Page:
Award winning musician, Pete Lockett, is one of the most versatile and prolific percussionists in the World. His percussive skills range from traditional Carnatic and Hindustani music of North and South India to traditional Japanese taiko drumming; from blues, funk and rock to classical, folk and ethnic and from Arabic to Electronic.
His boundless talents have earned him a reputation as one of the most wanted percussionists in the world. Pete has recorded and/or performed with Björk, Peter Gabriel, Robert Plant, Bill Bruford, Jeff Beck, David Torn, Vikku Vinayakram, Ustad Zakir Hussain, The Verve, Steve Smith, John Spencer Blues Explosion, Texas, Trans-Global Underground, Nelly Furtado, Phil Manzanera, David Arnold, Evelyn Glennie, Jon Hassell, Lee Scratch Perry, Primal Scream, Damien Rice, Jarvis Cocker, Craig Armstrong, Nicko McBrain (Iron Maiden), , David Mcalmont, Natasha / Daniel Bedingfield, U Shrinivas, Ronan Keating, Nitin Sawhney, Afro Celt Sound System, Vanessa-Mae, Errol Brown, Rory Gallagher, Simon Phillips, Pet Shop Boys, Beth Orton, Hari Haran, Kodo, Amy Winehouse, Mel C, A R Rahman, Eumir Deodato, Julian Lloyd Webber, BBC concert orchestra, Reshma, Sinead O’Conner and many more!
Pete arranged and recorded all the ethnic percussion for the last five 007 ‘Bond’ films and many other Hollywood blockbusters. He has also recorded in the Indian film industry, most recently in Chennai with AR Rahman on the blockbuster, SIVAJI, (Rajini Kanth).
Pete Lockett has a number of collaborative projects which are regularly touring: Projects include Kingdom of Rhythm, with Indian master drummer Bickram Ghosh, Taalisman with guitarist, Amit Chatterjee, Parallax Beat Brothers, Taiko to Tabla and Network of Sparks featuring Bill Bruford. He has performed to packed houses all over the world including Turkey, Australia, New Zealand, America, Canada, Malaysia, Thailand, Falklands, Argentina, Europe and India. He has released twelve CD’s with various projects under his own name.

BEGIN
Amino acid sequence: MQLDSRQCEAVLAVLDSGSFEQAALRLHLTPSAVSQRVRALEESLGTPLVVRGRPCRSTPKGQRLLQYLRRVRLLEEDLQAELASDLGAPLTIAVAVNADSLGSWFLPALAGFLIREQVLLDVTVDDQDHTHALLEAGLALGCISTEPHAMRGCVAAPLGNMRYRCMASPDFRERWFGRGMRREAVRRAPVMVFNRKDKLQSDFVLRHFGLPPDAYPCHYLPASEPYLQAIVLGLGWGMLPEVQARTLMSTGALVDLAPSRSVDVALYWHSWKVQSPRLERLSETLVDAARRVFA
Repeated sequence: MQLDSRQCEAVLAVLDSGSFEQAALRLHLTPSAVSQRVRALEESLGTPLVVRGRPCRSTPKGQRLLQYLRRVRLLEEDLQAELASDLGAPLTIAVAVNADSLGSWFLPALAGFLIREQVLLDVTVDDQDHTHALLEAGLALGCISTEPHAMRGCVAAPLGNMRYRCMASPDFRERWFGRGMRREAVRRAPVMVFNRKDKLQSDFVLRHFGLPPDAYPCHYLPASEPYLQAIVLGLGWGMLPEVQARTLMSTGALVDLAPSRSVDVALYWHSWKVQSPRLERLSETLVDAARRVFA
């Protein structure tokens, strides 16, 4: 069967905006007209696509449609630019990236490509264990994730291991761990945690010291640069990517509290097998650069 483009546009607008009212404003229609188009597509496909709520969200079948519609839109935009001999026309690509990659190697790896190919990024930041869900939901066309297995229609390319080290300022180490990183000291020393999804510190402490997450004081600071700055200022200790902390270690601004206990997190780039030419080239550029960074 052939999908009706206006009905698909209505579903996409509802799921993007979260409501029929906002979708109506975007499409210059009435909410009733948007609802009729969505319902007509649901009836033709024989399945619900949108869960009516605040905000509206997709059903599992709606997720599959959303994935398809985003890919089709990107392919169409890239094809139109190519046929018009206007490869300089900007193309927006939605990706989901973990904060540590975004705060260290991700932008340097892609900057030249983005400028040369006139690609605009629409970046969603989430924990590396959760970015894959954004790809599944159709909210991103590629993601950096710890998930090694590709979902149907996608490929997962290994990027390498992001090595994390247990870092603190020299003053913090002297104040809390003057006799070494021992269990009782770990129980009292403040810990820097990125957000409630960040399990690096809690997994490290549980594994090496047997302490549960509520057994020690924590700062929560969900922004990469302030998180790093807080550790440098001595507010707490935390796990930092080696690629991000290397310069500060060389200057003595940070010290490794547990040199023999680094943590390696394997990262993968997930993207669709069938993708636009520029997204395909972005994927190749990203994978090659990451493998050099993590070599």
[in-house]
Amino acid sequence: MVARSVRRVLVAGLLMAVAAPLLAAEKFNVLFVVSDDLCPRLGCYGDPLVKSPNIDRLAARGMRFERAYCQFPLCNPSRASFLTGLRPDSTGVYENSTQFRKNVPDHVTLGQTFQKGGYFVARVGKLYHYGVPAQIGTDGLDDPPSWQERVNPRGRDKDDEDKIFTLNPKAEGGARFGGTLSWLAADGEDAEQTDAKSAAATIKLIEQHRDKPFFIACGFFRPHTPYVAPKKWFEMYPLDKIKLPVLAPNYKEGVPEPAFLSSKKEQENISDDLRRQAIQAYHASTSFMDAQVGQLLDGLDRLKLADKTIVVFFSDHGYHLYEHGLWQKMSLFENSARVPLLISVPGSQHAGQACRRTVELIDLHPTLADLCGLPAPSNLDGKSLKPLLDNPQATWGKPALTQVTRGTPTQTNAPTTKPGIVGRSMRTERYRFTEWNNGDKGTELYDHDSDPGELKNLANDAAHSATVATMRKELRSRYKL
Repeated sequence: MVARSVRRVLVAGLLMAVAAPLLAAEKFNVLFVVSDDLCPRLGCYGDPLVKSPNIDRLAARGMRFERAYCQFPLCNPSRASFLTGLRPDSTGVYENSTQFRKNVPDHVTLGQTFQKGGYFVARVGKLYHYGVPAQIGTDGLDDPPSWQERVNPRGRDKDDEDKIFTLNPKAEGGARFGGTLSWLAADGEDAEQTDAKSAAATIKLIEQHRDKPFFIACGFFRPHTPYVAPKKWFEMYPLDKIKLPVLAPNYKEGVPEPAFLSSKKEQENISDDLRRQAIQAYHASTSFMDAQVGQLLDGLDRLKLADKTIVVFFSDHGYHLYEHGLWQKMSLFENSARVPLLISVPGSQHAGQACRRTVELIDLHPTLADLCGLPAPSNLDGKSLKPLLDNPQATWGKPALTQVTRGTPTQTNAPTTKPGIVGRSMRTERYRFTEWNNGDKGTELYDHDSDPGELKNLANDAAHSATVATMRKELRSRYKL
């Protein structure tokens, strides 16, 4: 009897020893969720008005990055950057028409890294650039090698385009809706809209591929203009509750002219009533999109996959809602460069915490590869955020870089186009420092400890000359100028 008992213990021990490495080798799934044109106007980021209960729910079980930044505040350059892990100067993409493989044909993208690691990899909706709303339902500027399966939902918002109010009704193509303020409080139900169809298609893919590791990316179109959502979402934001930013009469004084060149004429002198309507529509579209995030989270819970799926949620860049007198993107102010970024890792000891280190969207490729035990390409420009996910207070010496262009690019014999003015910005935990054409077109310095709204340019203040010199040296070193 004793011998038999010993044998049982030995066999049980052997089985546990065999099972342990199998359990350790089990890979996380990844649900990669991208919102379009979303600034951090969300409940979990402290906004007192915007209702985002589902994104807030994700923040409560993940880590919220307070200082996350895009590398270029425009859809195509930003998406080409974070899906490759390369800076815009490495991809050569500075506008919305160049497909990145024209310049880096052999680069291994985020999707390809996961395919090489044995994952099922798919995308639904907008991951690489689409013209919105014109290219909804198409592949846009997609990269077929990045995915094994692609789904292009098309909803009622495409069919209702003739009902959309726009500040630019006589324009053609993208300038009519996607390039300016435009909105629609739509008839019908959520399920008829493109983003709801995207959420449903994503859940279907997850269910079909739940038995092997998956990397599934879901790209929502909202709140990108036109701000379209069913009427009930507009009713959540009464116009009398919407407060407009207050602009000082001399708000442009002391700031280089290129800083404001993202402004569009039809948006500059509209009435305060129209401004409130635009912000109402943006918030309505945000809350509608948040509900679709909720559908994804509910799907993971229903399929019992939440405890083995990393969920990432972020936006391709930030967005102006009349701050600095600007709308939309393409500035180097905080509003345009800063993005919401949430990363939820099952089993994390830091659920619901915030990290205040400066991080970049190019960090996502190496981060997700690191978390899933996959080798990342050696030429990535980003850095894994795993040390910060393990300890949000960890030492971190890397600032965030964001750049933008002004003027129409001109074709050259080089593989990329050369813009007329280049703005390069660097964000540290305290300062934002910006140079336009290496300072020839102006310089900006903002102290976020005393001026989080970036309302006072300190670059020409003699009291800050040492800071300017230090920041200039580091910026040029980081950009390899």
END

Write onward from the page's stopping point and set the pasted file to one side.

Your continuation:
Pete has taught and lectured Worldwide, including The Royal College and The Royal Academy of Music in London.
Technique articles in drum magazines number over a hundred and include MODERN DRUMMER’ in the US, DRUMMER MAGAZINE and RHYTHM in the UK as well as magazines in South Africa, Australia, Italy and Poland. Pete’s book, ‘Indian rhythms for the drum set’ (Hudson) is the first book of its kind covering Indian rhythms on the instrument.
Pete was voted #1 BEST LIVE PERCUSSIONIST 2005 in a readers poll of Rhythm magazine.
We had an email interview with Pete.
Q1. Tell us something about how you got attracted towards music and what made you pick drums as your instruments? I mean any particular liking for drums?
It was a bizarre thing; I was just walking past a drum shop and I thought: I’ll have a drum lesson, for no readily explainable reason. I went in and it made sense to me in a way that other things in my life hadn’t before, you know, education or anything like that. I was aged 19 and was soon a drummer in a punk rock band. Similarly, my decision to transform from punk rock kit player to Tabla dude was totally unexpected. I was playing in a punk band on the London rock scene, and I accidentally stumbled across an Indian gig. It was Ustad Zakir Hussain and Ali Akbar Khan, and it was amazing. I didn’t know what they were doing. When you see Tabla for the first time, a good player, it’s the most amazing thing; it’s stunning. I had no concept of what he was doing, but that made an impact on me. Later, I saw Tabla lessons advertised in the local adult education magazine, and I was down there like a shot. Of course, the actual transformation took somewhat longer, many years of dedicated study, in fact.
Q2. Going for the variety of drums that you play, which one of them you like most and why?
My instrument is ‘Multi-Percussion’. However, I would say that certainly the Indian stuff is the most challenging, both intellectually and physically. To make a sound on the drums is very hard in the beginning and the rhythmic systems are very complex. It takes years to even get a foothold. However, an important area to master is your philosophy of what you’re doing and why you’re doing it, primarily. I want to be able to use what I can do effectively, and for me, to get more technically-able isn’t the only answer to making music. In fact, if anything, I want my playing to be less technical, I want less technique than I’ve got.